Over time seniors with cognitive or other physical decline may lose their ability to eat and adequately feed themselves. Many caregivers look for ways that they can help those with Alzheimer’s with eating. Caregivers begin to take on the role of providing the self-care basics to those no longer able to provide it for themselves. The ability to feed oneself has proven to be a major concern later in life, mostly to caregivers who find themselves in a position of needing to balance practical solutions while preserving dignity for those they care for. This delicate balance is made even more challenging at the end of life.
Managing Common Dietary Challenges
Dietary challenges can range from a person simply forgetting to eat meals to something as significant as the degradation of a person’s autonomous function; a loss in the ability to eat. As a caregiver, these concerns present challenges in preserving quality of life. Finding ways to help a senior with Alzheimer’s with eating is often best handled by trying different approaches.
On one hand, an individual’s preferences for types of food may drastically change. The person may no longer like certain foods they once enjoyed. Nutritional challenges come into the picture when a person may not be getting the proper nutrients they need to be healthy. Some elderly persons may refuse to eat at all.
Researchers with the University of Montreal looked into what particular dietary challenges were faced by caregivers when providing care to family members aged 70-90 with early-stage AD. They were interested in the ways caregivers faced these feeding challenges and how they coped with the stress. They found common feeding challenges such as:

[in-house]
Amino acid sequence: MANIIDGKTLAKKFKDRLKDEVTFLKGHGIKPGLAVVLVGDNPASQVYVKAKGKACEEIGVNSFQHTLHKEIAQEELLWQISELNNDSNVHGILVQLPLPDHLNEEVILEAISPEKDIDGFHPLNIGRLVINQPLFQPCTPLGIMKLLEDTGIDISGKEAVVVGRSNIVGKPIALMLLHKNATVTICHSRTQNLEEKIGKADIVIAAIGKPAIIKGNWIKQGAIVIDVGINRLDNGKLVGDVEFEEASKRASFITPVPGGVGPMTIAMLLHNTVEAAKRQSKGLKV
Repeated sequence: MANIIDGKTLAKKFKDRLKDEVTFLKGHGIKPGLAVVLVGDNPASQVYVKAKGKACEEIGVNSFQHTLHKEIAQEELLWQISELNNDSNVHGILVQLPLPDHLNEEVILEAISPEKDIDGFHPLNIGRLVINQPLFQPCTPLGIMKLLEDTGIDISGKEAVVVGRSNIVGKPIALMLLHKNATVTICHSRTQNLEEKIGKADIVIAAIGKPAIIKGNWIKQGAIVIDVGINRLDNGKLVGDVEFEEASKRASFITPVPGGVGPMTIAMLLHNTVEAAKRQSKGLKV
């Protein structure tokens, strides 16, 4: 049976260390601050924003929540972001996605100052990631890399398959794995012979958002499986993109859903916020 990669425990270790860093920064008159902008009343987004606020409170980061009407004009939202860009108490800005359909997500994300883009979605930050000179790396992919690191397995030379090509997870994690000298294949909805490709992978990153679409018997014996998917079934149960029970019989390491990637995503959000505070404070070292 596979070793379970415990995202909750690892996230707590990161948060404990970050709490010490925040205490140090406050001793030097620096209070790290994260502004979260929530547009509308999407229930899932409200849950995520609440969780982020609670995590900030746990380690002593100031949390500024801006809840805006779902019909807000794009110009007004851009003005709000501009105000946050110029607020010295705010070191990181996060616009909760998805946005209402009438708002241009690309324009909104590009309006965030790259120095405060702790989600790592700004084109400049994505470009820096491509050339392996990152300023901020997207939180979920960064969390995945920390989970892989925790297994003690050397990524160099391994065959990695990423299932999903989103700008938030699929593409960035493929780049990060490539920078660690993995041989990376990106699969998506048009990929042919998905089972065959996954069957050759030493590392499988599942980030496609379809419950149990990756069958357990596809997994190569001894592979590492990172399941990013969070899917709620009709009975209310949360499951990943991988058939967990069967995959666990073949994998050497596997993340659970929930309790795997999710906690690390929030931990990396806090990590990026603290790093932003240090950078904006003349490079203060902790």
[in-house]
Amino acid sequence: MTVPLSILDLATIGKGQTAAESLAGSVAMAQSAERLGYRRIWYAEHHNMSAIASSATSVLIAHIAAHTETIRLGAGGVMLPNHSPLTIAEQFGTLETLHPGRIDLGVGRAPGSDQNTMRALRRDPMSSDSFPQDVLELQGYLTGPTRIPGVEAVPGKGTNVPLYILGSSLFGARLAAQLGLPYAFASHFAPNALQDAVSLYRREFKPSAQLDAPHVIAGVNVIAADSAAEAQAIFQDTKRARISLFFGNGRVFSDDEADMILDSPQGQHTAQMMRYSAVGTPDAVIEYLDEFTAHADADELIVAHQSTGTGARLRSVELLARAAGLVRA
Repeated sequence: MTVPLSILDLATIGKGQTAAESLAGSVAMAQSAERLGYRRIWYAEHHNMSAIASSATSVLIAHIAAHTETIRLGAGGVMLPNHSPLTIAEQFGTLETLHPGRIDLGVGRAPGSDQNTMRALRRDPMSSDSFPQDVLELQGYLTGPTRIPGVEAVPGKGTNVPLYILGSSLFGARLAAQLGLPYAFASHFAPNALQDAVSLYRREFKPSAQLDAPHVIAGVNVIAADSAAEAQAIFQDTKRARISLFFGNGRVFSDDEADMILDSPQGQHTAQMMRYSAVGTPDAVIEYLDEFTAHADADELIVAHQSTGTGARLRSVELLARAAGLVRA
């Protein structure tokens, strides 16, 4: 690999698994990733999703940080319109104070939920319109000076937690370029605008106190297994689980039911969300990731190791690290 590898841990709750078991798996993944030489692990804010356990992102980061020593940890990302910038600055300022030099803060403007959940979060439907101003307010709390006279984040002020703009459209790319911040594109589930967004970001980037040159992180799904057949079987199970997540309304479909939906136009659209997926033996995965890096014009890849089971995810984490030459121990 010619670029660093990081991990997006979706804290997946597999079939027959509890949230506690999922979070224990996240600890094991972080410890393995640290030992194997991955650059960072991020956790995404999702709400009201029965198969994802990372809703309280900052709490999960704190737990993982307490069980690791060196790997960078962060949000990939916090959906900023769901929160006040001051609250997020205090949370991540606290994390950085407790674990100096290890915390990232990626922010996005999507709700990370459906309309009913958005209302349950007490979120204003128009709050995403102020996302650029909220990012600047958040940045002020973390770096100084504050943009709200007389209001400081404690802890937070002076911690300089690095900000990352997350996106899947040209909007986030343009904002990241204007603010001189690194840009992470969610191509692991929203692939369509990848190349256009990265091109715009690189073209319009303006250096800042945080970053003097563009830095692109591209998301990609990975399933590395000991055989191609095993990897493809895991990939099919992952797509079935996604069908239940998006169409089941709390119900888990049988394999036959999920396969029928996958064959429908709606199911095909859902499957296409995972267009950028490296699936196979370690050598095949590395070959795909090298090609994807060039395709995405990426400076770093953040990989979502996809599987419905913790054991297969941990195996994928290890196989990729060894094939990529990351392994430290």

- Changes in food preferences
- Forgetting to eat or drink water
- Forgetting how to prepare meals
- Decrease in appetite
- Inability to chew or swallow
- Inability to effectively grocery shop
Many of the caregivers had already adapted ways to “trick” individuals into eating or they had methods for reminding family members they needed to eat or drink. One participant would leave bottles of water on the tables with sticky note reminders for the elder to drink water. Others would just monitor the dirty dishes in the sink.
Facing the Challenges Armed with Nutritional and Dietary Information
Researchers wanted to see if a nutritional education program would help caregivers manage these common dietary challenges. They found the idea of an educational program impacted caregivers in a positive way and had the potential to provide promising hope to caregivers struggling with feeding issues. Participants said they would be eager to learn ways to better feed and care more adequately for their loved one, learn ways to provide better nutrition to picky eaters, and very importantly, to receive supportive help in the form of new information that would help them as caregivers improve the quality of life while still maintaining dignity for those they cared for.
If the insurance companies could adopt policies for nutrition education, healthier patients would in theory require less medical care, and caregivers could experience less fatigue; two conditions that would drastically improve long-term care.